I am taking a friend from Boston to the finals, so he's hoping Boston University wins the championship. The person who bought the two tickets next to me did his undergrad at Bemidji State - the underdog of all underdogs in this tournament. Personally, I liked Vermont's team and would love to see a Vermont vs. Bemidji State for the championship, but now I'm just babbling. Really, I just wanted to watch great hockey and I have some really great seats for what is going to be an awesome tournament. Did I mention I paid $8 total for the tickets??

    I'm still waiting to find out what's the catch. Could I really be this lucky? I can't wait for this tournament!!!!

    Tuesday, March 31, 2009

    It's March!

    I'm not gonna lie, I'm phoning it in this time because I haven't written in a while and I want to keep this up at least once a month. I have also found a new motivation to blog in the form of passive-aggressive voicemails from my father. "Hello? I don't know if you remember me, but this is your father... my phone number is..." Yeah, I get it Dad. I remember you - the guy who would never buy me a pony. Okay, okay - how many "Are you dead?" messages do I need to hear before I get my arse in gear and update my blog? Hopefully no more. I will do my best to pop in with an anecdote every now and then just to let you know I'm alive. Perhaps something like this little gem:

    I try to avoid Dentists as much as I can, even after they tell me I have cavities. Since I don't have money, I just put it on my to-do list until a later date. When it hurts to brush my teeth, it starts to become a priority. It was way past time to just grab my wallet and head to the doctor. So I did.

    I went to my dentist and told him it hurt and we went through the whole drill.
    *tap*tap* does that hurt?
    *tap*tap* how about there?
    *tap*tap ho..
    YEOOWWW! Yeah. That one hurt a little.

    Turns out I had an exposed nerve. It didn't hurt unless something touched my molar right on the gumline. Something like a toothbrush or an evil masochistic dentist. Since there is a huge filling on that particular molar he said he'd pull out the filling and put a crown on it. If the crown doesn't cover the nerve and it still hurts for a couple months, I may need to go to an endodontist and get a root canal. Sounds expensive.

    I thought about it for a couple of days and was not crazy about going through a couple months of pain to find out if I need a root canal. Since it already hurts like hell, the process of getting the crown done sounds more painful than a root canal. So, I jumped rank and went to an endodontist recommended by a coworker. Before I did anything with my molars and naked nerves, I wanted to consult with the endodontist. I went in before work one morning, went through the whole *tap*tap* nonsense again and here's how that conversation went:
    Doc: If it hurts that much now, a crown isn't going to make it go away. I think you're going to need a root canal either way. Do you want to just do it now?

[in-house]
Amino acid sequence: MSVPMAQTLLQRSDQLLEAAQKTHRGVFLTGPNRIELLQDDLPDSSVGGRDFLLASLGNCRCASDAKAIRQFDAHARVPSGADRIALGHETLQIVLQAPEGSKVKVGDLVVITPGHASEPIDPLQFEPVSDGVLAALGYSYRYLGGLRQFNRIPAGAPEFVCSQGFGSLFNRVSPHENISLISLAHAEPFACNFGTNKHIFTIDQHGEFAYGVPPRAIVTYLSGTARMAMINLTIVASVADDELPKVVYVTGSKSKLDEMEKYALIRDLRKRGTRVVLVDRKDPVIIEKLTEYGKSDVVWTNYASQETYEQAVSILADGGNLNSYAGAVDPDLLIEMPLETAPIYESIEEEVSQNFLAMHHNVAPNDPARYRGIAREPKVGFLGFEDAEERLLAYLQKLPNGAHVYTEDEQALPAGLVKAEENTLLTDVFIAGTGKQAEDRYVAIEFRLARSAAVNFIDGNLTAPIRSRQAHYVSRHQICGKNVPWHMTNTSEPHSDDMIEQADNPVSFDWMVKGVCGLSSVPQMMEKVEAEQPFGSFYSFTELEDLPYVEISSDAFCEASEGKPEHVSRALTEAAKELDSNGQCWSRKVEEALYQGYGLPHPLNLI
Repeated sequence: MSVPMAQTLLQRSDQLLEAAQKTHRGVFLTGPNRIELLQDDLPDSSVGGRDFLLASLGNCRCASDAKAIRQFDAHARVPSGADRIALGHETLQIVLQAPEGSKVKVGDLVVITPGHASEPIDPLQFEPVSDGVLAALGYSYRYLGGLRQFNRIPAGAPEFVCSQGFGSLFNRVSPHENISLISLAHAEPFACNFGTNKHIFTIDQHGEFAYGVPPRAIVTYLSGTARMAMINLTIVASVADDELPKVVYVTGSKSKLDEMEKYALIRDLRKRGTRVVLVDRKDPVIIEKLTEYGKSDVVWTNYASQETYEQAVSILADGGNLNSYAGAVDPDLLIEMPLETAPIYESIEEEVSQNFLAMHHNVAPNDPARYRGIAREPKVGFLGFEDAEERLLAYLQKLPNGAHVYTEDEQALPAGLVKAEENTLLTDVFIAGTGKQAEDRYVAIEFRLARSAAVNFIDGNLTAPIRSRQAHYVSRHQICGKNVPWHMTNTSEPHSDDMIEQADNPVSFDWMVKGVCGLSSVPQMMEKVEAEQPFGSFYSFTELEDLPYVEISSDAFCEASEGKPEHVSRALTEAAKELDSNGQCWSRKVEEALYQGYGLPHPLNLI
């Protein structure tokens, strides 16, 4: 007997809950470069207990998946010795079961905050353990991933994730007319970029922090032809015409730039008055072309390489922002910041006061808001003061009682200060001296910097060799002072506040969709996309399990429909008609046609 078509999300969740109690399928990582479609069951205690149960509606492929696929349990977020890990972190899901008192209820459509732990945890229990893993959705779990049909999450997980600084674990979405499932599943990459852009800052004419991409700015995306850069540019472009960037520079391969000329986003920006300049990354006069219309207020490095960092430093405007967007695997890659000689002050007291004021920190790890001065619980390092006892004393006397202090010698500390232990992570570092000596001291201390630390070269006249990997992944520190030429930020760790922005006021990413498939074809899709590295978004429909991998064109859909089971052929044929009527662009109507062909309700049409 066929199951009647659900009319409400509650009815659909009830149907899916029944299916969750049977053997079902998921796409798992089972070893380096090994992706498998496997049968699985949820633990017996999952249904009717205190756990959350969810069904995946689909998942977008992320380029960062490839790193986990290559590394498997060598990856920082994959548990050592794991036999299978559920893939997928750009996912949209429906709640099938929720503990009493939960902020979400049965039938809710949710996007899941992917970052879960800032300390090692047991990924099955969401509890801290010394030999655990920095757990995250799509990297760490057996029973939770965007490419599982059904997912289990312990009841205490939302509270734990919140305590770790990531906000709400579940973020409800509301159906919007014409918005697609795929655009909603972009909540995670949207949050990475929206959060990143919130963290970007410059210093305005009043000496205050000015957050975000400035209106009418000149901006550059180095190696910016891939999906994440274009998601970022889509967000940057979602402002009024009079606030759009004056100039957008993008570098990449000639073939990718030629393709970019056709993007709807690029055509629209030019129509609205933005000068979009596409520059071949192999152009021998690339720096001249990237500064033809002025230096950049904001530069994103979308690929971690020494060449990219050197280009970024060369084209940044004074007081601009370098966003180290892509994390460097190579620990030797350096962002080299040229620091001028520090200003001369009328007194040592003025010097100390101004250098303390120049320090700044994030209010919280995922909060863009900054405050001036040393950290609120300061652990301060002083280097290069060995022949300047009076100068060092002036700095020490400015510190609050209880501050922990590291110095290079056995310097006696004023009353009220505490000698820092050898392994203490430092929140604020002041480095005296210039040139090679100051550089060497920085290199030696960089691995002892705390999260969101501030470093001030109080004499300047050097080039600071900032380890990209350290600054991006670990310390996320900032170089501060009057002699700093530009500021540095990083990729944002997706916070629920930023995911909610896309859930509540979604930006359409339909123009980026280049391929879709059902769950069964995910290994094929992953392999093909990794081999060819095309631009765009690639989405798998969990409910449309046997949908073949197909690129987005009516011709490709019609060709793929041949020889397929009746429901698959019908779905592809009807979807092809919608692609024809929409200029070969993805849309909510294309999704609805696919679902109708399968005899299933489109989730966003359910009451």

Me: *sigh* Yeah, I guess so.
    Doc: [stands up] Okay. I'll go get the novacaine. It'll take you a few minutes to get numbed up and then we'll go in and...
    Me: Whoa! You mean NOW now? Like, right now?
    Doc: [reaching for a gigantic needle] Well yeah we have time. If you need some time to think about it you can make an appointment to come back.

    I'm thinking - What the hell is this place? Jiffy Lube? You walk in and twenty minutes later you get a root canal? I came in on a Monday morning to find out if I needed a root canal. Then I expected to make an appointment. Perhaps mentally prepare myself for the agony that comes with oral surgery. Now I have this endodontist sharpening his needles getting ready to drill through my tooth? I am never comfortable in making snap decisions. Especially on something involving doctors or a great deal of money, and this happened to involve both. I sat there for a moment, breathed heavily and realized that I was eventually going to end up back in this chair one way or another. At least this way I didn't have to take more time off work. So, he gave me the novacaine shots, I sent a text message to a coworker:
    Plz tell boss my appt. will take longer than expecting. Getting root canal today.
    And then he did it. I got a root canal at the drop of a hat.

    Hah! I finished up and it's still March! I'll be back next month!

    Friday, February 13, 2009

    Alive and Zipping

    Join Zipcar and get $25 in free driving! Things in DC have died down since the inauguration and it's back to business as usual. A bad economy and a lack of good subject matter have kept me away from the blog recently. I'm hoping for an adventure next week when I drive to see a Bloodhound Gang concert. Arranging the road trip alone was a bit of an adventure, but a promising one. The concert is close to Baltimore, far from the leash that has tied me to the Washington Metropolitan Area Transit Authority since I moved to the city. I love DC and I love how easy it is to get around without having a car, but I couldn't pass up the chance to see my favorite band again. The show is on Monday, February 16th and I've had tickets for months, but I was weighing my options for finding transportation to the concert. I decided it was time to sign up for a Zipcard.